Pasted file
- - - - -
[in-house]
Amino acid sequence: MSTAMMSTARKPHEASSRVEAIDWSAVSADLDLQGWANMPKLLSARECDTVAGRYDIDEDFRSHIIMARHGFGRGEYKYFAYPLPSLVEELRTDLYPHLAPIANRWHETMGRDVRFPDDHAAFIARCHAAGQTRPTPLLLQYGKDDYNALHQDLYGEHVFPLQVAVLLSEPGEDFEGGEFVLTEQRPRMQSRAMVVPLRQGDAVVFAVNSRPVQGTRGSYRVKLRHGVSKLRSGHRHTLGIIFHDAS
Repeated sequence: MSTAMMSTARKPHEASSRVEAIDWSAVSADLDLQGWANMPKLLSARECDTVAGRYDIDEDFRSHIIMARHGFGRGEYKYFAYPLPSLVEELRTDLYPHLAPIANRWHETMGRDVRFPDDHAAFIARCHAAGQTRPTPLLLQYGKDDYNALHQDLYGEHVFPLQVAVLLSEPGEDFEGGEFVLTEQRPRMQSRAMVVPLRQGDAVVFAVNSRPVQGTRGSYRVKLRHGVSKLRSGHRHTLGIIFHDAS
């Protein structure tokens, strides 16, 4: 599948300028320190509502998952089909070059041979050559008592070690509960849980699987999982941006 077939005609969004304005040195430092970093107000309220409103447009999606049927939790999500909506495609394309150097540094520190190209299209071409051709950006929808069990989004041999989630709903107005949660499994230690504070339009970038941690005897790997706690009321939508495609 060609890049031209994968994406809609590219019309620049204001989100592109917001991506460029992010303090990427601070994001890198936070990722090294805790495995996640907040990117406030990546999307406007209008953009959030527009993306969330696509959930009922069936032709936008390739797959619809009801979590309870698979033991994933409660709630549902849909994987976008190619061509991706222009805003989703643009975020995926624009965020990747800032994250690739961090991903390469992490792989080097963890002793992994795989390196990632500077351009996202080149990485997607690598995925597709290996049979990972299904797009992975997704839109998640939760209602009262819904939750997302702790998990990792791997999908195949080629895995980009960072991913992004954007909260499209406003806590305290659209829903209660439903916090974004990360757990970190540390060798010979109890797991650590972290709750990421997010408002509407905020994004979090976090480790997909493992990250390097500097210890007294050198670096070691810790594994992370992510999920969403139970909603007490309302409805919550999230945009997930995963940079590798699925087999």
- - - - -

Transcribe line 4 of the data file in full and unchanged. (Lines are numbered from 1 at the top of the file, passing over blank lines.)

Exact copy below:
């Protein structure tokens, strides 16, 4: 599948300028320190509502998952089909070059041979050559008592070690509960849980699987999982941006 077939005609969004304005040195430092970093107000309220409103447009999606049927939790999500909506495609394309150097540094520190190209299209071409051709950006929808069990989004041999989630709903107005949660499994230690504070339009970038941690005897790997706690009321939508495609 060609890049031209994968994406809609590219019309620049204001989100592109917001991506460029992010303090990427601070994001890198936070990722090294805790495995996640907040990117406030990546999307406007209008953009959030527009993306969330696509959930009922069936032709936008390739797959619809009801979590309870698979033991994933409660709630549902849909994987976008190619061509991706222009805003989703643009975020995926624009965020990747800032994250690739961090991903390469992490792989080097963890002793992994795989390196990632500077351009996202080149990485997607690598995925597709290996049979990972299904797009992975997704839109998640939760209602009262819904939750997302702790998990990792791997999908195949080629895995980009960072991913992004954007909260499209406003806590305290659209829903209660439903916090974004990360757990970190540390060798010979109890797991650590972290709750990421997010408002509407905020994004979090976090480790997909493992990250390097500097210890007294050198670096070691810790594994992370992510999920969403139970909603007490309302409805919550999230945009997930995963940079590798699925087999």